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Awful PhD Program Experience


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I have spent the last 3 years working on my PhD in Clinical Research. In addition, I was awarded a grant which pays for my research costs, tuition and salary support for 3 years.

This PhD program is brand new. I knew there were going to be some "growing pains" but I didn't expect it to be a horror show. My mentor is also the Program Director for this program. I really thought this would be a great idea since she would know best on what I needed to do to complete this degree. I was WRONG. DEAD WRONG!

When I first started this program, I just began the preliminary studies of my research. I made sure that I wouldn't do anything without the approval of my mentor. Well, almost 3 years have passed and I am done collecting my data. However, I had to present my thesis proposal even though I was done with my research. I have been asking for the past 3 years when the qualifying exam and thesis proposal would be done. I was always told we don't have a plan yet but that I could continue my research. I made sure that I spoke with my mentor, co-director of the program and dissertation chair each step of the way with my research just in case something went wrong.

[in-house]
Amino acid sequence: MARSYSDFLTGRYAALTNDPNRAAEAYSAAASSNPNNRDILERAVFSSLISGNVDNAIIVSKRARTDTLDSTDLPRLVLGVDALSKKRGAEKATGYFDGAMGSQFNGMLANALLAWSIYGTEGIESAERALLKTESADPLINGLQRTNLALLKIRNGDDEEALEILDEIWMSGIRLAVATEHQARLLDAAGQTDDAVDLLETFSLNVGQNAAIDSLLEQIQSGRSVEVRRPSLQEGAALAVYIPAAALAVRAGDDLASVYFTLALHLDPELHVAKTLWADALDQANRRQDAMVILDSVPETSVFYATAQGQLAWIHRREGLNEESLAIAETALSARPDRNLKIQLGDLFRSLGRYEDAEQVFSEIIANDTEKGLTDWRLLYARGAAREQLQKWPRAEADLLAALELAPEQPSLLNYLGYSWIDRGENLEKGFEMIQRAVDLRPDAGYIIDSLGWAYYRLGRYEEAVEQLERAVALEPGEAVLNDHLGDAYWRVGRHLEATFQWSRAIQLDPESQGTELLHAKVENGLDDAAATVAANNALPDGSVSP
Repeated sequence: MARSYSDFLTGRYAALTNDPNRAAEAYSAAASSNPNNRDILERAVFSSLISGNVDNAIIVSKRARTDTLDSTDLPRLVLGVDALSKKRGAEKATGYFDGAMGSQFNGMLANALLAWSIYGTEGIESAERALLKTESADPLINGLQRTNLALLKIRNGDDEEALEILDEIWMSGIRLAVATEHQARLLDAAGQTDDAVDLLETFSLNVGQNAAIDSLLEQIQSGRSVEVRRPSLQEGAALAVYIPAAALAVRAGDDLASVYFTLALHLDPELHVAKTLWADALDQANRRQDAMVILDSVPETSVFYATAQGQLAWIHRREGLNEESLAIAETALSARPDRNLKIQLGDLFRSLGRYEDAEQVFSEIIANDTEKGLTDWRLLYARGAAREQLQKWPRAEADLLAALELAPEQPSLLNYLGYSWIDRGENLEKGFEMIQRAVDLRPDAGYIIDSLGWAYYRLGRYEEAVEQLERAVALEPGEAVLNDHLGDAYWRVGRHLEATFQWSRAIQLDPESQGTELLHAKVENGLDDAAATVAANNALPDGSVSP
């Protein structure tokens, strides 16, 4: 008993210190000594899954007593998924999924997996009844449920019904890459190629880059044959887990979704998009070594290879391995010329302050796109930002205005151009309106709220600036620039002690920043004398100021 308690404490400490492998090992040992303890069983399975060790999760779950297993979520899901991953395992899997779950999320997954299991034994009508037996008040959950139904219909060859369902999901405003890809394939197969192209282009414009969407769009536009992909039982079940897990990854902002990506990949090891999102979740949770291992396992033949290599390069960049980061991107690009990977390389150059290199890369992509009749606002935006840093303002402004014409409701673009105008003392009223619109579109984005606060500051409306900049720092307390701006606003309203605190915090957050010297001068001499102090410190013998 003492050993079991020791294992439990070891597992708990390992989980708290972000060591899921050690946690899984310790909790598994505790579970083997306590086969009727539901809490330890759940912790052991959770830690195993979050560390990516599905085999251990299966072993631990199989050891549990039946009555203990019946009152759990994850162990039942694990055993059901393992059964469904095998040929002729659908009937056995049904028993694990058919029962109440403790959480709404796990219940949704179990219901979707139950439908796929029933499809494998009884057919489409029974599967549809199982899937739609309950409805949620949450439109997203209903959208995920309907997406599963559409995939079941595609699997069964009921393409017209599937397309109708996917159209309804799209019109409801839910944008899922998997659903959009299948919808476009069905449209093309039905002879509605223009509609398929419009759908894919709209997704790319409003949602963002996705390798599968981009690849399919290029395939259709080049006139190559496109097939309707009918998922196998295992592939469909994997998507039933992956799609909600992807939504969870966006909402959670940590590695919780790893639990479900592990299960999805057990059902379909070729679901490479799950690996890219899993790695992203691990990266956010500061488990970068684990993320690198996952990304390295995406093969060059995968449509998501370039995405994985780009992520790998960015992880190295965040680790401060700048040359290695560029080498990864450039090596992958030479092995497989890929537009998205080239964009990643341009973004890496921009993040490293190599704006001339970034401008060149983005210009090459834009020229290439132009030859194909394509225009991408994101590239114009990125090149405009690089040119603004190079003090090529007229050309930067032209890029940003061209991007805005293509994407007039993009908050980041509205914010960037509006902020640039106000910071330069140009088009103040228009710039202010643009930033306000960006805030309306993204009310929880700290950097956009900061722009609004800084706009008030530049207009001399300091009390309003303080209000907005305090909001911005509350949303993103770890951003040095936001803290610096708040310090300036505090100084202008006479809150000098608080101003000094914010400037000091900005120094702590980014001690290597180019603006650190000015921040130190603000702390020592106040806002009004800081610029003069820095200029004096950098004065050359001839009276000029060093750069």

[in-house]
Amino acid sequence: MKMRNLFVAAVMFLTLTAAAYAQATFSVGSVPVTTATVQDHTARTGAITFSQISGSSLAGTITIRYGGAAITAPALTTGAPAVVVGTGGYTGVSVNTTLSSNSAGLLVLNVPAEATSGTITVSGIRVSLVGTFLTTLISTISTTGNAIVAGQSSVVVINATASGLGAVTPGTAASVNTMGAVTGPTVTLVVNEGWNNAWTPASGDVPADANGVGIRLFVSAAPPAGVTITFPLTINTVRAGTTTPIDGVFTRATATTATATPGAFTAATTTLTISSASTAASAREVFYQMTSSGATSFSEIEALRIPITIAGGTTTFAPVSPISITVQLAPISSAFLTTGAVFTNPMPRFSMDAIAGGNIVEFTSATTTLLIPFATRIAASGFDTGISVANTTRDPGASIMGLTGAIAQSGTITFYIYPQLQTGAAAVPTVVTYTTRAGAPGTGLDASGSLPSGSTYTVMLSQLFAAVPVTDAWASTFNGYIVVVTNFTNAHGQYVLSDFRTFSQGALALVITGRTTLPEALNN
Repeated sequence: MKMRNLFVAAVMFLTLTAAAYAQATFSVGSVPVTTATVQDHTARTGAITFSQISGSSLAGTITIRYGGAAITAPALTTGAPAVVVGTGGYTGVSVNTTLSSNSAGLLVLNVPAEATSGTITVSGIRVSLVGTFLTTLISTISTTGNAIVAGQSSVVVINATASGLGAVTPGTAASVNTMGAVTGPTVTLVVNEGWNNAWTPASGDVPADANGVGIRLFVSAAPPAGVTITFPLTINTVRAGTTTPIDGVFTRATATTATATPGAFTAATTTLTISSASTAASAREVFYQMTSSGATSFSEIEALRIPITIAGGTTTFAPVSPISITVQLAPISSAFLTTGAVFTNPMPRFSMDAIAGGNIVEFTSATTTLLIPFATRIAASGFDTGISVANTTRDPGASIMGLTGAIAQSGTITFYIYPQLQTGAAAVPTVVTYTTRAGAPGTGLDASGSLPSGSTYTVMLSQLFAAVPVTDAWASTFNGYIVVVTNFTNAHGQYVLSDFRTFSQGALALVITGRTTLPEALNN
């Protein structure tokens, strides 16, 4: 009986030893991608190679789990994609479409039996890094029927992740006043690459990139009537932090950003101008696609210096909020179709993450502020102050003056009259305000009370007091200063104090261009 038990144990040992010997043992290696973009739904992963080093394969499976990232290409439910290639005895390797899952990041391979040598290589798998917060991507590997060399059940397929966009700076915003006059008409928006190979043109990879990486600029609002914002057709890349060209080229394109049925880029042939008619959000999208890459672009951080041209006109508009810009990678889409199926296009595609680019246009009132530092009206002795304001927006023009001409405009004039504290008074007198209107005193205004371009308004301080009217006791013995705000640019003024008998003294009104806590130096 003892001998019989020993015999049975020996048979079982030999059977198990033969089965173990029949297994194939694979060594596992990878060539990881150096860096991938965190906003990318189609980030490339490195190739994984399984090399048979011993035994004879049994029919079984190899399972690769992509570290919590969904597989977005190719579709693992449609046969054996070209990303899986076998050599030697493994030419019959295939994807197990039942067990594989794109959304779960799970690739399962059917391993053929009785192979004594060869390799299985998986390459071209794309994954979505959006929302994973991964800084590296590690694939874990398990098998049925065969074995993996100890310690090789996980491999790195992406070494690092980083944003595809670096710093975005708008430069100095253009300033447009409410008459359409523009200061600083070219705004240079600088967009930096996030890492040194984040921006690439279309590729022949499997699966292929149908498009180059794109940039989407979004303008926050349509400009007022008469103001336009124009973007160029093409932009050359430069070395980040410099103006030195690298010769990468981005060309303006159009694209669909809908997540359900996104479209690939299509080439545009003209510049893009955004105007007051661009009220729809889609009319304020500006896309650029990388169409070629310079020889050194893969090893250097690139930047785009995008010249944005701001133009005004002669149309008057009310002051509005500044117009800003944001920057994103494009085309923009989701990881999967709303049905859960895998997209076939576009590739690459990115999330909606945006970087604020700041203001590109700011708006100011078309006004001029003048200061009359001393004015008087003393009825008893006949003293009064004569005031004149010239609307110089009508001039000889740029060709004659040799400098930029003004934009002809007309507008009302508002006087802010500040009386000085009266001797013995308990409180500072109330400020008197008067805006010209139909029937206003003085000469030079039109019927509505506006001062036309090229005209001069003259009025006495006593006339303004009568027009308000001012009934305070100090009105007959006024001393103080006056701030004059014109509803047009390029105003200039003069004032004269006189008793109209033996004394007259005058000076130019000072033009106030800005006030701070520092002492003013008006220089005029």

Well, 3 weeks ago I present my thesis proposal (even though my research is done!). The dissertation committee had a tremendous amount of changes and requested that I represent my thesis proposal. My mentor did nothing, she didn't even say anything. My chair (who helped me develop my survey tool) actually criticized it. I couldn't believe what I was hearing.

I reported the situation with the Dean. He obviously had no idea what was going on in the program. However, this didn't resolve any of my problems because I still have to do the changes the committee is asking for.

After having a complete breakdown, I decided that I was going to do the best I can in completing this degree by June or September this year. If it doesn't happen, then I really don't give a crap about this degree. All I can say is "Thank GOD, I didn't pay for this crap!"

I still would like to do something to punish these people. Who should I report this event to? There are students in this program who have spent thousands of dollars.

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I would have to say you are wrong. My husband is an attorney and they breached their contract (student handbook). In addition, this program is federally funded which means they are taking taxpayers money for a sham program. There have been students in other programs who have sued and gotten their tuition money back. You can't just take people's money and not provide an education, mentoring or plan on how to graduate from a program.

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I would have to say you are wrong. My husband is an attorney and they breached their contract (student handbook). In addition, this program is federally funded which means they are taking taxpayers money for a sham program. There have been students in other programs who have sued and gotten their tuition money back. You can't just take people's money and not provide an education, mentoring or plan on how to graduate from a program.